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Wisconsin company to install rice-sized microchips in employees

Patrick Kramer of the company Digiwell uses the microchip implanted in his hand to open a door lock at a press preview of the Wear-it festival in Berlin on June 8, 2017.
Adam Berry | AFP | Getty Images
Patrick Kramer of the company Digiwell uses the microchip implanted in his hand to open a door lock at a press preview of the Wear-it festival in Berlin on June 8, 2017.

Welcome to the future?

A Wisconsin technology company is offering its employees microchip implants that can be used to scan into the building and purchase food at work. Whether or not to get a chip is up to the employee to decide.

Three Square Market, a company that provides technology for break-room or micro markets, has over 50 employees who plan to have the devices implanted, KSTP-TV reported. The tiny chip, which uses RFID technology or Radio-Frequency Identification, can be implanted between the thumb and forefinger "within seconds," according to a statement from the company.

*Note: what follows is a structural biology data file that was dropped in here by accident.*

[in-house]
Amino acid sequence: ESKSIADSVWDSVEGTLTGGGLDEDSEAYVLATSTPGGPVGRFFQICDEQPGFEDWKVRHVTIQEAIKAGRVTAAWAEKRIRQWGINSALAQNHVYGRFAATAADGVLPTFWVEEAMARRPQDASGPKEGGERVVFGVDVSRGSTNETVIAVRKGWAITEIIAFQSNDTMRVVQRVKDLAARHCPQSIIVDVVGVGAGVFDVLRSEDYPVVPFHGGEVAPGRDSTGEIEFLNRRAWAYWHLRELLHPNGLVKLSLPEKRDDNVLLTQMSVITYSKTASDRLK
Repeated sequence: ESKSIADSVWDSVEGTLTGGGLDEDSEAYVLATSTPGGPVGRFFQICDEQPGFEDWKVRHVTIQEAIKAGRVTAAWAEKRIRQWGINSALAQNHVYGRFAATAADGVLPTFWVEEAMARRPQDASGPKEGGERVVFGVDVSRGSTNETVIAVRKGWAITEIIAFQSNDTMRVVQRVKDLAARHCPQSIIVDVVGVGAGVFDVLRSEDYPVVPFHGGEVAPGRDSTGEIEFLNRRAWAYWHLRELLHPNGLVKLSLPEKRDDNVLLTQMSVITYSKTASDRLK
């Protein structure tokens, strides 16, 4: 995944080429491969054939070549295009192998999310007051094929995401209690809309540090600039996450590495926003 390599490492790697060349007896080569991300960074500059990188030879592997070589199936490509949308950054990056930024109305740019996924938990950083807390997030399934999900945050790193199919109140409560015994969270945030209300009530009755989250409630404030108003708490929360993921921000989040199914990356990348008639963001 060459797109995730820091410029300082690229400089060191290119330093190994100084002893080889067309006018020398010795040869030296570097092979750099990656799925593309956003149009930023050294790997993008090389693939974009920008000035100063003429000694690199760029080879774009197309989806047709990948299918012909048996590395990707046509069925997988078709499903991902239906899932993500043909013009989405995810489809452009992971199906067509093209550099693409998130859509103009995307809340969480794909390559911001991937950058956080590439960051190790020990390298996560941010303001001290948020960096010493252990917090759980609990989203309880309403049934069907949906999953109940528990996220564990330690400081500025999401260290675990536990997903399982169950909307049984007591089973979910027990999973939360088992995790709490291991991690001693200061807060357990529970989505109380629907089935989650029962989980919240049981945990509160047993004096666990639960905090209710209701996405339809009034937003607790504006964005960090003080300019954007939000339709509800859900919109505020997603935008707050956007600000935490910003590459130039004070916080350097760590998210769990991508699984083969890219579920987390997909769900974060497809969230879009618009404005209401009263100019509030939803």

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"It's the next thing that's inevitably going to happen, and we want to be a part of it," Three Square Market Chief Executive Officer Todd Westby told the station.

The company, which is based in River Falls, Wisc., envisions the rice-sized micro chip allowing employees to easily pay for items, access the building and their computers all with a scan of their hand.

Patrick Kramer of the company Digiwell shows his microchip implant to a visitor at a press preview of the Wear-it festival in Berlin on June 8, 2017.
Adam Berry | AFP | Getty Images
Patrick Kramer of the company Digiwell shows his microchip implant to a visitor at a press preview of the Wear-it festival in Berlin on June 8, 2017.

"We foresee the use of RFID technology to drive everything from making purchases in our office break room market, opening doors, use of copy machines, logging into our office computers, unlocking phones, sharing business cards, storing medical/health information, and used as payment at other RFID terminals," Westby said in a company statement. "Eventually, this technology will become standardized allowing you to use this as your passport, public transit, all purchasing opportunities, etc."

And while microchipping employees may sound like something out of a horror film, the company is partnering with Swedish company BioHax International, which already has many "chipped" employees.

Employees are not required to get the microchips, and Westby told the station there is no GPS tracking.